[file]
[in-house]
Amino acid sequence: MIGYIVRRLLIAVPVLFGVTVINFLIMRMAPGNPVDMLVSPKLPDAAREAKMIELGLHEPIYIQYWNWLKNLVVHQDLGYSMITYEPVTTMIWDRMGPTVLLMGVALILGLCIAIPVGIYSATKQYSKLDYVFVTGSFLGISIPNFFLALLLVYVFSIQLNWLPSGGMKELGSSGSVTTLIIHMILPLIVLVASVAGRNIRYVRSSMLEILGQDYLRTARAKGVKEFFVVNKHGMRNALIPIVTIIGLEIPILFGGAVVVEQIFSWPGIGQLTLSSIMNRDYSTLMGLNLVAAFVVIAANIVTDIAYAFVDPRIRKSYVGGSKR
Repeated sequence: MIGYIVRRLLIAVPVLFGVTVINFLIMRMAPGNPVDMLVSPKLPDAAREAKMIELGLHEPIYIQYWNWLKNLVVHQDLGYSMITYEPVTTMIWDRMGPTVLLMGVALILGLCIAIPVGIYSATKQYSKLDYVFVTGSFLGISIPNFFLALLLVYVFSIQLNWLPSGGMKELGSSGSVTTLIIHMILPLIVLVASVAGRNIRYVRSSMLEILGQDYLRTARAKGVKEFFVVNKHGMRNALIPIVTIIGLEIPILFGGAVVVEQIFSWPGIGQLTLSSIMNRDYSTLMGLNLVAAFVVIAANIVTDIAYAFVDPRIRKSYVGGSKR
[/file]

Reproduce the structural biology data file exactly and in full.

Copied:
[in-house]
Amino acid sequence: MIGYIVRRLLIAVPVLFGVTVINFLIMRMAPGNPVDMLVSPKLPDAAREAKMIELGLHEPIYIQYWNWLKNLVVHQDLGYSMITYEPVTTMIWDRMGPTVLLMGVALILGLCIAIPVGIYSATKQYSKLDYVFVTGSFLGISIPNFFLALLLVYVFSIQLNWLPSGGMKELGSSGSVTTLIIHMILPLIVLVASVAGRNIRYVRSSMLEILGQDYLRTARAKGVKEFFVVNKHGMRNALIPIVTIIGLEIPILFGGAVVVEQIFSWPGIGQLTLSSIMNRDYSTLMGLNLVAAFVVIAANIVTDIAYAFVDPRIRKSYVGGSKR
Repeated sequence: MIGYIVRRLLIAVPVLFGVTVINFLIMRMAPGNPVDMLVSPKLPDAAREAKMIELGLHEPIYIQYWNWLKNLVVHQDLGYSMITYEPVTTMIWDRMGPTVLLMGVALILGLCIAIPVGIYSATKQYSKLDYVFVTGSFLGISIPNFFLALLLVYVFSIQLNWLPSGGMKELGSSGSVTTLIIHMILPLIVLVASVAGRNIRYVRSSMLEILGQDYLRTARAKGVKEFFVVNKHGMRNALIPIVTIIGLEIPILFGGAVVVEQIFSWPGIGQLTLSSIMNRDYSTLMGLNLVAAFVVIAANIVTDIAYAFVDPRIRKSYVGGSKR